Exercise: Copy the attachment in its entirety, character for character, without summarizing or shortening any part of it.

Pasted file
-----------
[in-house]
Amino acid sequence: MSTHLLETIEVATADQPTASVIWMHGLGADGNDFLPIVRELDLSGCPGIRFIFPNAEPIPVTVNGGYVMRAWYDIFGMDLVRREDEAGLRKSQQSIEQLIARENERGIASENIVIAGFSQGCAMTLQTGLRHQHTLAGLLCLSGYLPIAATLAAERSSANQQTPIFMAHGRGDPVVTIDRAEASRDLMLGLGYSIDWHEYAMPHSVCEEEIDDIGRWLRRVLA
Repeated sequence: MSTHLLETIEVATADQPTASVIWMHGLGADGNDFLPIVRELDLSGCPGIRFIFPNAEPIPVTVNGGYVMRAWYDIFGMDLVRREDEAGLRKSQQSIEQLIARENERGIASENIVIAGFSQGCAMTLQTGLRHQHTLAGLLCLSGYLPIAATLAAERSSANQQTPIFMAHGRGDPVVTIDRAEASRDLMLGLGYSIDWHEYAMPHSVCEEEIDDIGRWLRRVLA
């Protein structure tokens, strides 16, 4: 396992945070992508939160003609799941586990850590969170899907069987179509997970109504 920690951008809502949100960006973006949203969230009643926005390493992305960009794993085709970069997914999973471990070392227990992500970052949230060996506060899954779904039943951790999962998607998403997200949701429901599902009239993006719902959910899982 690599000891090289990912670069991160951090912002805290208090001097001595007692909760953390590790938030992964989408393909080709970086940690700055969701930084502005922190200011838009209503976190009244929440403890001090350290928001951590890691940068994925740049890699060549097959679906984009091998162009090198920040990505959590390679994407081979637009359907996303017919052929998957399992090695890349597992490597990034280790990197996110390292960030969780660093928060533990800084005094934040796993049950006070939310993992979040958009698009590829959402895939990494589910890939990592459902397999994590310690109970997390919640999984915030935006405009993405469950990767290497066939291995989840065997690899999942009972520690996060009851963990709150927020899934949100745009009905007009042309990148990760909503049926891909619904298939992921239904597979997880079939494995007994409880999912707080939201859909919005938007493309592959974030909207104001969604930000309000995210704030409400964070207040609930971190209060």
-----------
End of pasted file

[in-house]
Amino acid sequence: MSTHLLETIEVATADQPTASVIWMHGLGADGNDFLPIVRELDLSGCPGIRFIFPNAEPIPVTVNGGYVMRAWYDIFGMDLVRREDEAGLRKSQQSIEQLIARENERGIASENIVIAGFSQGCAMTLQTGLRHQHTLAGLLCLSGYLPIAATLAAERSSANQQTPIFMAHGRGDPVVTIDRAEASRDLMLGLGYSIDWHEYAMPHSVCEEEIDDIGRWLRRVLA
Repeated sequence: MSTHLLETIEVATADQPTASVIWMHGLGADGNDFLPIVRELDLSGCPGIRFIFPNAEPIPVTVNGGYVMRAWYDIFGMDLVRREDEAGLRKSQQSIEQLIARENERGIASENIVIAGFSQGCAMTLQTGLRHQHTLAGLLCLSGYLPIAATLAAERSSANQQTPIFMAHGRGDPVVTIDRAEASRDLMLGLGYSIDWHEYAMPHSVCEEEIDDIGRWLRRVLA
């Protein structure tokens, strides 16, 4: 396992945070992508939160003609799941586990850590969170899907069987179509997970109504 920690951008809502949100960006973006949203969230009643926005390493992305960009794993085709970069997914999973471990070392227990992500970052949230060996506060899954779904039943951790999962998607998403997200949701429901599902009239993006719902959910899982 690599000891090289990912670069991160951090912002805290208090001097001595007692909760953390590790938030992964989408393909080709970086940690700055969701930084502005922190200011838009209503976190009244929440403890001090350290928001951590890691940068994925740049890699060549097959679906984009091998162009090198920040990505959590390679994407081979637009359907996303017919052929998957399992090695890349597992490597990034280790990197996110390292960030969780660093928060533990800084005094934040796993049950006070939310993992979040958009698009590829959402895939990494589910890939990592459902397999994590310690109970997390919640999984915030935006405009993405469950990767290497066939291995989840065997690899999942009972520690996060009851963990709150927020899934949100745009009905007009042309990148990760909503049926891909619904298939992921239904597979997880079939494995007994409880999912707080939201859909919005938007493309592959974030909207104001969604930000309000995210704030409400964070207040609930971190209060």